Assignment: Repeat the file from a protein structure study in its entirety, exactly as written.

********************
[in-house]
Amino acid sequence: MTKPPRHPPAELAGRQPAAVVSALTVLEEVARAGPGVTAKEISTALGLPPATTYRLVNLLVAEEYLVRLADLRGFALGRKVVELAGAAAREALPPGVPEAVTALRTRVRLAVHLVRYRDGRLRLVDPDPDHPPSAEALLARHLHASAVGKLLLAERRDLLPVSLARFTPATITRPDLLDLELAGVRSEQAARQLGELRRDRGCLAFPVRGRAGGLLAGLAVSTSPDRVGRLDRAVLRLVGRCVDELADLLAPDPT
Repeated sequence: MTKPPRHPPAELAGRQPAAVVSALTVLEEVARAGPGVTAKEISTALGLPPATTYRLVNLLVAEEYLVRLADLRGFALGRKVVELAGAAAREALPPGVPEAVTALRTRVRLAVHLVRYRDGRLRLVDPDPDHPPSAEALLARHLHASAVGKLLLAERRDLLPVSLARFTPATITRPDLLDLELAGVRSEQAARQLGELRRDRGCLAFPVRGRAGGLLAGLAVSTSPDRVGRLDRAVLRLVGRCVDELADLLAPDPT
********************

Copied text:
[in-house]
Amino acid sequence: MTKPPRHPPAELAGRQPAAVVSALTVLEEVARAGPGVTAKEISTALGLPPATTYRLVNLLVAEEYLVRLADLRGFALGRKVVELAGAAAREALPPGVPEAVTALRTRVRLAVHLVRYRDGRLRLVDPDPDHPPSAEALLARHLHASAVGKLLLAERRDLLPVSLARFTPATITRPDLLDLELAGVRSEQAARQLGELRRDRGCLAFPVRGRAGGLLAGLAVSTSPDRVGRLDRAVLRLVGRCVDELADLLAPDPT
Repeated sequence: MTKPPRHPPAELAGRQPAAVVSALTVLEEVARAGPGVTAKEISTALGLPPATTYRLVNLLVAEEYLVRLADLRGFALGRKVVELAGAAAREALPPGVPEAVTALRTRVRLAVHLVRYRDGRLRLVDPDPDHPPSAEALLARHLHASAVGKLLLAERRDLLPVSLARFTPATITRPDLLDLELAGVRSEQAARQLGELRRDRGCLAFPVRGRAGGLLAGLAVSTSPDRVGRLDRAVLRLVGRCVDELADLLAPDPT